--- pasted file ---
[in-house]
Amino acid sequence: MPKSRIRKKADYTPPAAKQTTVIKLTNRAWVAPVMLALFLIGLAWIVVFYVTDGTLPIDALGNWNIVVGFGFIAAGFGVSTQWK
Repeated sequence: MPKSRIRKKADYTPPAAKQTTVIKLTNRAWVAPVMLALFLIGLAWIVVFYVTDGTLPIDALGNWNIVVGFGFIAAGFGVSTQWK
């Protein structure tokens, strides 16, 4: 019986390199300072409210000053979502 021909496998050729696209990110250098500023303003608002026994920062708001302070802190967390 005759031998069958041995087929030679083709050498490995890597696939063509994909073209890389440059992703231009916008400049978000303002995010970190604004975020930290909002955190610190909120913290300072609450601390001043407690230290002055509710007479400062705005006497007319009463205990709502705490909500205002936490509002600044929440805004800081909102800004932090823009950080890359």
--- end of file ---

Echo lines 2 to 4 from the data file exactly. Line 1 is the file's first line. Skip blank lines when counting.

Amino acid sequence: MPKSRIRKKADYTPPAAKQTTVIKLTNRAWVAPVMLALFLIGLAWIVVFYVTDGTLPIDALGNWNIVVGFGFIAAGFGVSTQWK
Repeated sequence: MPKSRIRKKADYTPPAAKQTTVIKLTNRAWVAPVMLALFLIGLAWIVVFYVTDGTLPIDALGNWNIVVGFGFIAAGFGVSTQWK
């Protein structure tokens, strides 16, 4: 019986390199300072409210000053979502 021909496998050729696209990110250098500023303003608002026994920062708001302070802190967390 005759031998069958041995087929030679083709050498490995890597696939063509994909073209890389440059992703231009916008400049978000303002995010970190604004975020930290909002955190610190909120913290300072609450601390001043407690230290002055509710007479400062705005006497007319009463205990709502705490909500205002936490509002600044929440805004800081909102800004932090823009950080890359």